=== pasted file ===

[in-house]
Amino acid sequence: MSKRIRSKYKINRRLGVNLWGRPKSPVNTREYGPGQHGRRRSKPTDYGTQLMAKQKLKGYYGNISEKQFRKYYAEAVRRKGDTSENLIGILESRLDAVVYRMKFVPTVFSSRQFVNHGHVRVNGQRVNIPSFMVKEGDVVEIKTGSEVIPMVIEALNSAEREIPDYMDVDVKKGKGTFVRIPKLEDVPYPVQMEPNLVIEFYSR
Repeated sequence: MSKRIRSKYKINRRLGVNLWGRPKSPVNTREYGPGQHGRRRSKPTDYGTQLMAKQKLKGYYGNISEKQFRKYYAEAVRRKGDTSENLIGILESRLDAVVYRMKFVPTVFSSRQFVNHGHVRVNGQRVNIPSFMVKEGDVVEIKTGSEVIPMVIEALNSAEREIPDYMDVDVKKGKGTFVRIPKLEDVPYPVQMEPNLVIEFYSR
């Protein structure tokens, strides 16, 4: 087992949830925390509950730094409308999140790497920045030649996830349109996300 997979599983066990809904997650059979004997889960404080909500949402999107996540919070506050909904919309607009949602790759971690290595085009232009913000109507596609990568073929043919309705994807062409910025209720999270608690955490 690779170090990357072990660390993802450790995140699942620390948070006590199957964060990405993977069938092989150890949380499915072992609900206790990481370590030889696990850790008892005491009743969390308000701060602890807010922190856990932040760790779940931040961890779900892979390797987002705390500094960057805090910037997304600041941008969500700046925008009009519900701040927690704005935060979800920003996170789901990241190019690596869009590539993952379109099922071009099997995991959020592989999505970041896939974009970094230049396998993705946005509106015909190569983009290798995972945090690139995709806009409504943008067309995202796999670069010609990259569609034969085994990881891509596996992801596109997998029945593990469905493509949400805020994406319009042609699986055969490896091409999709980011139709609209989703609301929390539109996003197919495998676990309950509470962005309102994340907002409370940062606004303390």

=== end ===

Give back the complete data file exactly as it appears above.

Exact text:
[in-house]
Amino acid sequence: MSKRIRSKYKINRRLGVNLWGRPKSPVNTREYGPGQHGRRRSKPTDYGTQLMAKQKLKGYYGNISEKQFRKYYAEAVRRKGDTSENLIGILESRLDAVVYRMKFVPTVFSSRQFVNHGHVRVNGQRVNIPSFMVKEGDVVEIKTGSEVIPMVIEALNSAEREIPDYMDVDVKKGKGTFVRIPKLEDVPYPVQMEPNLVIEFYSR
Repeated sequence: MSKRIRSKYKINRRLGVNLWGRPKSPVNTREYGPGQHGRRRSKPTDYGTQLMAKQKLKGYYGNISEKQFRKYYAEAVRRKGDTSENLIGILESRLDAVVYRMKFVPTVFSSRQFVNHGHVRVNGQRVNIPSFMVKEGDVVEIKTGSEVIPMVIEALNSAEREIPDYMDVDVKKGKGTFVRIPKLEDVPYPVQMEPNLVIEFYSR
């Protein structure tokens, strides 16, 4: 087992949830925390509950730094409308999140790497920045030649996830349109996300 997979599983066990809904997650059979004997889960404080909500949402999107996540919070506050909904919309607009949602790759971690290595085009232009913000109507596609990568073929043919309705994807062409910025209720999270608690955490 690779170090990357072990660390993802450790995140699942620390948070006590199957964060990405993977069938092989150890949380499915072992609900206790990481370590030889696990850790008892005491009743969390308000701060602890807010922190856990932040760790779940931040961890779900892979390797987002705390500094960057805090910037997304600041941008969500700046925008009009519900701040927690704005935060979800920003996170789901990241190019690596869009590539993952379109099922071009099997995991959020592989999505970041896939974009970094230049396998993705946005509106015909190569983009290798995972945090690139995709806009409504943008067309995202796999670069010609990259569609034969085994990881891509596996992801596109997998029945593990469905493509949400805020994406319009042609699986055969490896091409999709980011139709609209989703609301929390539109996003197919495998676990309950509470962005309102994340907002409370940062606004303390």